Let’s face it; manhood can be a trap, especially for today’s men. Caught between traditional notions of gender and a changing landscape of social attitudes, you’re damned if you do and damned if you don’t. If you don’t live up to the male standards of your parents’ generation, you are looked down upon. And yet, you are also expected to stay in step with the latest views about gender, and are expected to understand acceptable and unacceptable behavior in this regard. Those who blunder risk being “canceled.”
These contradictions — and the emotional turbulence they create — are at the heart of Fire and Harmony (ShyMonkey Publishing), a new book of verse by poet A.F. Agui. It’s a straightforward, no-holds-barred kind of poetry that doesn’t linger over pretty imagery and fancy linguistic footwork but instead speaks directly and clearly to the reader about matters of the heart, mind and soul.
The book is divided into five parts or “stages” — “Things of Love,” exploring sexuality and relationships; “Dark Days,” delving into mental states of depression, anxiety and pain; “Push,” a collection of poems around the theme of motivation; “I Am HIM,” a further exploration of manhood; and, finally, “Family,” centered on the experience and meaning of fatherhood. Roughly, these five parts orchestrate a tour through modern manhood, and, one can argue, the evolution of it throughout one’s life.
CONTRADICTIONS AND TRUTHS
The poems bring many paradoxes to light, if not within the same poem, then through multiple poems coming from contrasting viewpoints. There’s the erotic “Peach,” of pleasing one’s partner. And there are also the self-focused carnal demands of “Sing.” There’s this from “Modern Woman”: “at the end of the day / you still want to take half of all I’ve built / you want higher wages / but call me cheap / when I ask to go half on the bills.” Then later on, from the viewpoint of fatherhood in “Teach ‘Em,” there’s this: “Teach ’em, your daughters, / to be women of steel, / …that if there’s a dollar to be made / out there, they can come back with two.”
Such poems grapple with their subject matter on an emotional, primal level that puts aside what’s considered “correct” and “incorrect” in favor of honest introspection and unfettered expression. Along the way, we experience a man’s-eye view of new love and lost love, admiration and jealousy, anger and tenderness, frustration and elation.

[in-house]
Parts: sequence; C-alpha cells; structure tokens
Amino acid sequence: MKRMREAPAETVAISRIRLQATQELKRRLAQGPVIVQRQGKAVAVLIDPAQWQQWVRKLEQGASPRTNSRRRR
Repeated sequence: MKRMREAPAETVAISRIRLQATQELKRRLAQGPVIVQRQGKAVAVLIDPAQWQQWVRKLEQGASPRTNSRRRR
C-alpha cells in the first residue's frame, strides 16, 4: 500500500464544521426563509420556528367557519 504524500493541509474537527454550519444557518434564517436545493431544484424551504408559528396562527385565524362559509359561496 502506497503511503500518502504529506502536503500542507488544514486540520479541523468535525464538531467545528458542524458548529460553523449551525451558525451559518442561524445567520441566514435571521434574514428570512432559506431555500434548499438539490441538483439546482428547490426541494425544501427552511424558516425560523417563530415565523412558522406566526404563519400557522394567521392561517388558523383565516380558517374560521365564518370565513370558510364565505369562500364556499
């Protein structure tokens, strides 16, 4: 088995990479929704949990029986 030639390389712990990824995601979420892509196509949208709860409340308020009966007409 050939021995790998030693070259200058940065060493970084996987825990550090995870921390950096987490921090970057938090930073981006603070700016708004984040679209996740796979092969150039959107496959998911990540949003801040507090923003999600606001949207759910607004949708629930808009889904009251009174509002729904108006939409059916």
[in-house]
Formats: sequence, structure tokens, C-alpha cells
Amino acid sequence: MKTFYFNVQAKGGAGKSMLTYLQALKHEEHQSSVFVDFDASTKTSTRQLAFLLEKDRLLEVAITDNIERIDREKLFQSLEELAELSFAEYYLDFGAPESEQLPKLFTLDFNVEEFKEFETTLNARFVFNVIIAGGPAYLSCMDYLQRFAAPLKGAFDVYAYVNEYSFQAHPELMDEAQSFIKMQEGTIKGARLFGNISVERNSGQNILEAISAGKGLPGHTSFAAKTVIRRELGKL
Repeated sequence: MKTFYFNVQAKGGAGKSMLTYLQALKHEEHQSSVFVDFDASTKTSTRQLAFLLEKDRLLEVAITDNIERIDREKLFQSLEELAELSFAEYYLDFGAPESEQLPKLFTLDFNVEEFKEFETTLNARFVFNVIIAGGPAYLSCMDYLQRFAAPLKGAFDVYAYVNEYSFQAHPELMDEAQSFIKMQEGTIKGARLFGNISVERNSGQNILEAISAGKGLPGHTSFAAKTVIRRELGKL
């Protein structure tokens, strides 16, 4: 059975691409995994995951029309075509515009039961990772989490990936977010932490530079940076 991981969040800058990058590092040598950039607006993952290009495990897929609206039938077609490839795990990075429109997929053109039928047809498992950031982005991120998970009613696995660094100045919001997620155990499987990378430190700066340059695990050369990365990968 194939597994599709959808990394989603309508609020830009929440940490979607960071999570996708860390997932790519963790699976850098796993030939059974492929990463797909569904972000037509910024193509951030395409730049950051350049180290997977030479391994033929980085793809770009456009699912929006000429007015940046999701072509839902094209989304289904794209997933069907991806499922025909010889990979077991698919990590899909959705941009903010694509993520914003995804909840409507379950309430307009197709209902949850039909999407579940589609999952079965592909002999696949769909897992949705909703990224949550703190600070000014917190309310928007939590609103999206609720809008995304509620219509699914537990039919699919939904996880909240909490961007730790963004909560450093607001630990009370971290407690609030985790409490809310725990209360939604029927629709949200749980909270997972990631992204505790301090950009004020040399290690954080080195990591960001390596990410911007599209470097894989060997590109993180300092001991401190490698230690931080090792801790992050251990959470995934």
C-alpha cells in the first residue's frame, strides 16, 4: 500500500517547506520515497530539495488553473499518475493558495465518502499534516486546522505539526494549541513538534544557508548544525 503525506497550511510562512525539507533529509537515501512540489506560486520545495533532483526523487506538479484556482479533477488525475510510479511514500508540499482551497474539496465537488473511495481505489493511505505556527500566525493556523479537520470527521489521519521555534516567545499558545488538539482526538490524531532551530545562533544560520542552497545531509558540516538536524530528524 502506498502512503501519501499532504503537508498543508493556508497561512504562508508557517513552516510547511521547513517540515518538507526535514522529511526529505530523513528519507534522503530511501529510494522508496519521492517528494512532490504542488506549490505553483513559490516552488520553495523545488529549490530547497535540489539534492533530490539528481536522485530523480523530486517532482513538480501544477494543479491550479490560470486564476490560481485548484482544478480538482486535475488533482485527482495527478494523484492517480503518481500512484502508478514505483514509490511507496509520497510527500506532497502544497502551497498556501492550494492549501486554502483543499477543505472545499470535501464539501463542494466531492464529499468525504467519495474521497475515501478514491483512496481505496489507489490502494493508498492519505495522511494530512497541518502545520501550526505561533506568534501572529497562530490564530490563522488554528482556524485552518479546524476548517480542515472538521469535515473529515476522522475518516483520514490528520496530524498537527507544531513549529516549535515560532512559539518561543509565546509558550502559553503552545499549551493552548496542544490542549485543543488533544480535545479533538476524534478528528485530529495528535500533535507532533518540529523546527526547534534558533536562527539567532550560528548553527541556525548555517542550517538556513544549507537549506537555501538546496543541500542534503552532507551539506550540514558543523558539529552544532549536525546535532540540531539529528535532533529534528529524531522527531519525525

Some of the poems are aphoristic — poetry for the age of Instagram — such as this one called “Idle”: Inactivity / is the biggest action / you can take toward / getting everything / you don’t want.” Or this one, called “Could Be”: “Sometimes we fail to see things / for what they are and / for what they could be / because they deviate / from what we want them to be.” Such life lessons demonstrate that inner battles, though full of murky, conflicting and contradictory thoughts and feelings, can lead to moments of clarity and higher wisdom.
EVOLUTION OF MANHOOD THROUGHOUT LIFE
This sense of evolution is nowhere more evident than in the section on “Family,” where fatherhood shifts the perspective away from the self and toward the child. While the lovemaking in the earliest section, “Things of Love,” explores the more carnal aspects, toward the end of the book, the poem “Seed” focuses on its consummation: “Our adventures resulted / in a seed being planted / and you carried it inside / …Together, we will love, / care, and provide / for our piece of the world, / the one who will soon be / the love of our lives.”
In “I Am Who I Am,” another poem appearing early in the book, the narrator rails against such notions of change: “Now you want me to change / because who I am / is not who you want me to be / are you ashamed of me? / … I’ll change who I am / when growth is behind the door, / I’ll embrace the process, / evolve when I’m ready, / and time is right / not when you need or want me to.”
Yet, ready or not, the poems that follow demonstrate that life can and does bring change, and personal evolution isn’t a choice but a necessity to survive and thrive in the midst of it. Fire and Harmony documents that journey — and the ups and downs along the way.
Learn more about A.F. Agui on his BookTrib author profile page.